If God is calling one to spiritual parenthood or to be a spiritual advisor, it is important to allow the Holy Spirit to guide it. Prayer and fasting and discernment are extremely important. One should not let insecurities or fear prevent one from fulfilling one’s duty to the Church. The call to spiritual mentoring dismisses fear and insecurities, as well as ignorance, or apathy, or even impatience when one does not meet one’s standards. It is a vocational call and it is a special relationship.
If you would like to learn more about AIHCP’s Christian Counseling Certification or would like to become a certified Christian Counselor to aid in your own spiritual mentorship of others, then please review the program and see if it meets your professional academic and spiritual goals. The program is online and independent study and open to qualified professionals seeking a four year certification in Christian Counseling.
This is a quick crash course in textual review of the Gospels and where they came from. Obviously, we all know they came from the Holy Spirit’s inspiration, who inspired human beings in the collecting various of stories and also directly inspiring the writers themselves, whether the writers were direct witnesses or collectors of the information. Despite this inspiration, there still was a massive human cooperation with God that gave us the collection of the Four Gospels. It is important as Christian Counselors, ministers, priests, and chaplains to have a good foundation in what the Gospels are and where they came from.
Preaching the Gospel is a standard phrase for those in ministry but what are the Gospels themselves? Obviously the term to preach the Gospel extends beyond just the teachings found in the Four Gospels but are expounded throughout the entire Bible, but the ideal of the Gospel, the story of Jesus Christ and what He meant for salvation is the core concept found in the Gospels. The previous books prepare the Christian for the encounter with Christ as found in the Gospels, while the Epistles explain them in greater detail.
Hence the message of the Gospel is that Jesus Christ is both God and man and came to Earth to redeem humanity from the sin of Adam. In Christ, everything is made perfect. In Christ, is the perfect sacrifice and bridge to God. Without Christ, no salvation is possible and it is essential to accept Christ via Baptism to apply the blood of His redemption on the cross. This is why it is was so critical a command to preach this message to all corners of the world.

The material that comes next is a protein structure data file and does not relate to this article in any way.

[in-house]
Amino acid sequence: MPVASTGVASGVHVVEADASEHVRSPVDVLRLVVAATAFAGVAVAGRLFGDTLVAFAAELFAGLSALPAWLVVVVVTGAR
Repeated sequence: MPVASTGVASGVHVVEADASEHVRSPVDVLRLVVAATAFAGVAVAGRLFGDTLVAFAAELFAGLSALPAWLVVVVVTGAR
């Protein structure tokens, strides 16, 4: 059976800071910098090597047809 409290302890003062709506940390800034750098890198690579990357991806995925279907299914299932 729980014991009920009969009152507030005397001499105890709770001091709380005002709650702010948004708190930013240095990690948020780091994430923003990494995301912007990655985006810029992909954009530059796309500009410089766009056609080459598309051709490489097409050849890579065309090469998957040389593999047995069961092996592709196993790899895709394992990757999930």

The Gospels hence paint a picture of who Christ is and why He came. They form the cornerstone of Christ’s teaching and set the basis for the Church. It was hence critical for the Church to enshrine them as part of the foundational structures of the faith and all Christian theology. The Four Gospels of Matthew, Mark. Luke and John were all formally written before the end of the 1st century. In fact, most findings dictate that the Epistles of Paul outdate the Gospels. It shows that the ideas of the Gospels had not been written yet by their namesakes, or at least collected together into one volume after the preaching of Paul. Historic and literary criticisms of the text show that Mark was the first book written of the Four Gospels and Mark’s Gospel collected data from various sources. These sources are known as the Que source which had accumulated various stories about the life of Christ handed down verbally and also in some cases documented. Unfortunately, this common source of data about Christ has never been collected but the very fact most Gospels share common stories, illustrates a common source regarding the life of Christ as handed down by the Apostles.
The Gospels were stories of Christ that were collected from eye witness accounts or contain parts written directly as witnessed by the observer. Historical authorship traditionally is applied to the namesakes of the Gospels themselves, the Apostles John and Matthew and the Disciples Mark and Luke. Some contend that these historic figures only are of the name of the book and not the actual author or redactor. Others contend that the eye witnesses themselves wrote the book. Hence in John and Matthew, we see apostles who witnessed the life of Christ. While Mark and Luke would have depended more on eye witness accounts as well as other source materials.
Despite only having only Four Gospels, the Church existed within the first three centuries under persecution and it would not be until the Fourth Century that it was able to canonize the books as inspired. Many other books were classified as uninspired and left out of the canon. Such books as the Gospel of Thomas or the Infancy Narratives were considered non canonical. Some other books were considered heretical while others were considered pious but not inspired.